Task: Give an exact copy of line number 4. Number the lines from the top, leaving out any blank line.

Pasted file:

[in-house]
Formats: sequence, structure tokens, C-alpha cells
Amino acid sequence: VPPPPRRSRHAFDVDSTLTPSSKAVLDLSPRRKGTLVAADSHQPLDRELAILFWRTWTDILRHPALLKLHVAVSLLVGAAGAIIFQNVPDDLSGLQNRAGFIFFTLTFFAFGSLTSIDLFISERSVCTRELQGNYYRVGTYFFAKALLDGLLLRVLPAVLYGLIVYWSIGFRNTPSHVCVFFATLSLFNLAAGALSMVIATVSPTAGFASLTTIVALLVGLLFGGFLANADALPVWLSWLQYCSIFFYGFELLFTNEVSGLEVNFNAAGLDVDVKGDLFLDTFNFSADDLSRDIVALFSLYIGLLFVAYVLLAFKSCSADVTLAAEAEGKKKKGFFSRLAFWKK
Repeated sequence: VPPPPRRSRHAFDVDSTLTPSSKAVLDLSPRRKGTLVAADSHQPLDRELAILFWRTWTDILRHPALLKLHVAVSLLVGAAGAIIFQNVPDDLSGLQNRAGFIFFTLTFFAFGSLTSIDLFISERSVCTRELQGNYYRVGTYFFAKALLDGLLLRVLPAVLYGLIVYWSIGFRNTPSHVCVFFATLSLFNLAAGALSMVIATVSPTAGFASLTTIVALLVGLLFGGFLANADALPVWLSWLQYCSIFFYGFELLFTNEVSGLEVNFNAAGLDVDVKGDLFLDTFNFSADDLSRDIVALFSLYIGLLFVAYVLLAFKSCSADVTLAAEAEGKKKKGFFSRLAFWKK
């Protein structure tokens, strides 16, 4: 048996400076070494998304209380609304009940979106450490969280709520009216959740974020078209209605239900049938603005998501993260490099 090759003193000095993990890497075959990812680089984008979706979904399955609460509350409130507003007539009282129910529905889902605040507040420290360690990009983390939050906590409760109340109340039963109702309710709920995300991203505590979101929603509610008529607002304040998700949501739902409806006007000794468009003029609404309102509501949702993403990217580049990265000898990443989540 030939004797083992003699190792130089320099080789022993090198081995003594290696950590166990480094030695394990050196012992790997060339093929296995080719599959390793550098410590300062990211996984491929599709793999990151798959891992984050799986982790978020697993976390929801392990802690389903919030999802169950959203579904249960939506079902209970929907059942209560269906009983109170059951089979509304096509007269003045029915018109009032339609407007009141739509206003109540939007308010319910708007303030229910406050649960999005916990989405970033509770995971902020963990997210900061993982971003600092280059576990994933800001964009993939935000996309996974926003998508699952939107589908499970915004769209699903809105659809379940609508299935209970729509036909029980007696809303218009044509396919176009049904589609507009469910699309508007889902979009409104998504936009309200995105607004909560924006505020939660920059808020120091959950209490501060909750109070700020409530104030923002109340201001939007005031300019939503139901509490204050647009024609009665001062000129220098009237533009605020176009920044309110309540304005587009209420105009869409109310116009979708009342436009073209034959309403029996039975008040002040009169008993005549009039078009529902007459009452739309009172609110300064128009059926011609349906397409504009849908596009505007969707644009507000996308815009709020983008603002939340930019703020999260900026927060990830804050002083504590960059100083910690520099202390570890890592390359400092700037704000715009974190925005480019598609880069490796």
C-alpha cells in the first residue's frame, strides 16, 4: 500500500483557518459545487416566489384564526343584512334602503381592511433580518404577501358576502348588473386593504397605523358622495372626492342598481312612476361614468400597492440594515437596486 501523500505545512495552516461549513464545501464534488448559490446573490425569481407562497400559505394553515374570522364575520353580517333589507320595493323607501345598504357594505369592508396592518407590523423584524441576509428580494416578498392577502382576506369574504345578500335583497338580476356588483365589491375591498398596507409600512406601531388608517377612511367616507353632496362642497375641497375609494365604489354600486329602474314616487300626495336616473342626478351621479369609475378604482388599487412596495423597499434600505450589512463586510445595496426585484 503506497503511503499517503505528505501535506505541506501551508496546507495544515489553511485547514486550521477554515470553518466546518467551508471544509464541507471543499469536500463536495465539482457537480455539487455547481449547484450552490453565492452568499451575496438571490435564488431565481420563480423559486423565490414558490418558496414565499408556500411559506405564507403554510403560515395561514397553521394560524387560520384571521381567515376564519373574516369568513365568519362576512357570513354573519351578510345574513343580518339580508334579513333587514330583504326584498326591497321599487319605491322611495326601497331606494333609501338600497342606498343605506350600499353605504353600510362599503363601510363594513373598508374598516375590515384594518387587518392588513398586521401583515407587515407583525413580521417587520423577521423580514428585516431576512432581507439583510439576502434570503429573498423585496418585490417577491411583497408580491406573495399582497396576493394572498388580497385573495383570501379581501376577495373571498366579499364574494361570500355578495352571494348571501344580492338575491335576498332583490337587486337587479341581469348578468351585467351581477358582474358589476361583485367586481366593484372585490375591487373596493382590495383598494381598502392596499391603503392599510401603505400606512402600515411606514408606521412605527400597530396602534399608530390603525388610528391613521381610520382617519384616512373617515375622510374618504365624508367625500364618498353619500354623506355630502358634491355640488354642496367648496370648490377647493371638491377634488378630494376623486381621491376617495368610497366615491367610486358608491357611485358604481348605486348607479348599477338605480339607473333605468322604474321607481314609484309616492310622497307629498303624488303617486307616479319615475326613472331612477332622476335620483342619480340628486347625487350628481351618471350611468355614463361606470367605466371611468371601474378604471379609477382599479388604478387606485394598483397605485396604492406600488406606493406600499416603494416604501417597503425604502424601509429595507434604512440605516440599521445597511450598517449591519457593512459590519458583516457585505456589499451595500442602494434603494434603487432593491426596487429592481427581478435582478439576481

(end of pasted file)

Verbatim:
Repeated sequence: VPPPPRRSRHAFDVDSTLTPSSKAVLDLSPRRKGTLVAADSHQPLDRELAILFWRTWTDILRHPALLKLHVAVSLLVGAAGAIIFQNVPDDLSGLQNRAGFIFFTLTFFAFGSLTSIDLFISERSVCTRELQGNYYRVGTYFFAKALLDGLLLRVLPAVLYGLIVYWSIGFRNTPSHVCVFFATLSLFNLAAGALSMVIATVSPTAGFASLTTIVALLVGLLFGGFLANADALPVWLSWLQYCSIFFYGFELLFTNEVSGLEVNFNAAGLDVDVKGDLFLDTFNFSADDLSRDIVALFSLYIGLLFVAYVLLAFKSCSADVTLAAEAEGKKKKGFFSRLAFWKK